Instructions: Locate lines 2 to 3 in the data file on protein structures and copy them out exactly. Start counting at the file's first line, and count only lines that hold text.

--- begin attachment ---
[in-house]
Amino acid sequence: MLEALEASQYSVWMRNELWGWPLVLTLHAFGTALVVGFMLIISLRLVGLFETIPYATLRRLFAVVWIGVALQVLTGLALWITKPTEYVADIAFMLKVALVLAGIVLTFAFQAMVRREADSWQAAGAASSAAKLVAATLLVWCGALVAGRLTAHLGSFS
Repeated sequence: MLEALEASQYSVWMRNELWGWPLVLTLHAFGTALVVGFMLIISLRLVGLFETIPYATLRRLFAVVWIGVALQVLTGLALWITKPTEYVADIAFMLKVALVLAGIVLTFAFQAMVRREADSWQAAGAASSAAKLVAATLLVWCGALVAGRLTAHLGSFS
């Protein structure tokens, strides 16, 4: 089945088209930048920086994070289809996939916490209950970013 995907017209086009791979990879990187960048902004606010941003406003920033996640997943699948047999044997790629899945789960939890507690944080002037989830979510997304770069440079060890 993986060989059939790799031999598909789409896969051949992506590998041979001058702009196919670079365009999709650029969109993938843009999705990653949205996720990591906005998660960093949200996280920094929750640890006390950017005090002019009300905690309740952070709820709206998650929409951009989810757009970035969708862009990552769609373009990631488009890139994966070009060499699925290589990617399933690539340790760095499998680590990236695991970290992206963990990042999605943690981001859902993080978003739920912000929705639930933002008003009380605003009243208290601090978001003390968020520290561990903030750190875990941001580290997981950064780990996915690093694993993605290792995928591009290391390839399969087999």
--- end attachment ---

Amino acid sequence: MLEALEASQYSVWMRNELWGWPLVLTLHAFGTALVVGFMLIISLRLVGLFETIPYATLRRLFAVVWIGVALQVLTGLALWITKPTEYVADIAFMLKVALVLAGIVLTFAFQAMVRREADSWQAAGAASSAAKLVAATLLVWCGALVAGRLTAHLGSFS
Repeated sequence: MLEALEASQYSVWMRNELWGWPLVLTLHAFGTALVVGFMLIISLRLVGLFETIPYATLRRLFAVVWIGVALQVLTGLALWITKPTEYVADIAFMLKVALVLAGIVLTFAFQAMVRREADSWQAAGAASSAAKLVAATLLVWCGALVAGRLTAHLGSFS